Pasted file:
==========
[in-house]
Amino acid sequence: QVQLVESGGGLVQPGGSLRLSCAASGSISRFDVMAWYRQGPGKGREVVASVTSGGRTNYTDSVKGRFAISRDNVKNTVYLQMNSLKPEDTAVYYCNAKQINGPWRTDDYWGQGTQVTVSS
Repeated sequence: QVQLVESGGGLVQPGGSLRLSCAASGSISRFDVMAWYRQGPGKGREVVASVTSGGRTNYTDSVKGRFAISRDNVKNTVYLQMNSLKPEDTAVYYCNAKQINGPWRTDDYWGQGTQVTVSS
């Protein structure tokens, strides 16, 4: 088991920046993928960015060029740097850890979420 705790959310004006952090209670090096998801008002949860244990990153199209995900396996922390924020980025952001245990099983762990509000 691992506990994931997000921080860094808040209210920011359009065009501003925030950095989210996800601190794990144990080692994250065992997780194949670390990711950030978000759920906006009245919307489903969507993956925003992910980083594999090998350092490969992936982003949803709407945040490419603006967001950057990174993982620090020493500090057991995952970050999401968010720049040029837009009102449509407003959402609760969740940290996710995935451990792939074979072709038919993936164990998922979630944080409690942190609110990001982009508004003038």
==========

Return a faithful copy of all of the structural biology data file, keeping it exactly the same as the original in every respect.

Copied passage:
[in-house]
Amino acid sequence: QVQLVESGGGLVQPGGSLRLSCAASGSISRFDVMAWYRQGPGKGREVVASVTSGGRTNYTDSVKGRFAISRDNVKNTVYLQMNSLKPEDTAVYYCNAKQINGPWRTDDYWGQGTQVTVSS
Repeated sequence: QVQLVESGGGLVQPGGSLRLSCAASGSISRFDVMAWYRQGPGKGREVVASVTSGGRTNYTDSVKGRFAISRDNVKNTVYLQMNSLKPEDTAVYYCNAKQINGPWRTDDYWGQGTQVTVSS
């Protein structure tokens, strides 16, 4: 088991920046993928960015060029740097850890979420 705790959310004006952090209670090096998801008002949860244990990153199209995900396996922390924020980025952001245990099983762990509000 691992506990994931997000921080860094808040209210920011359009065009501003925030950095989210996800601190794990144990080692994250065992997780194949670390990711950030978000759920906006009245919307489903969507993956925003992910980083594999090998350092490969992936982003949803709407945040490419603006967001950057990174993982620090020493500090057991995952970050999401968010720049040029837009009102449509407003959402609760969740940290996710995935451990792939074979072709038919993936164990998922979630944080409690942190609110990001982009508004003038």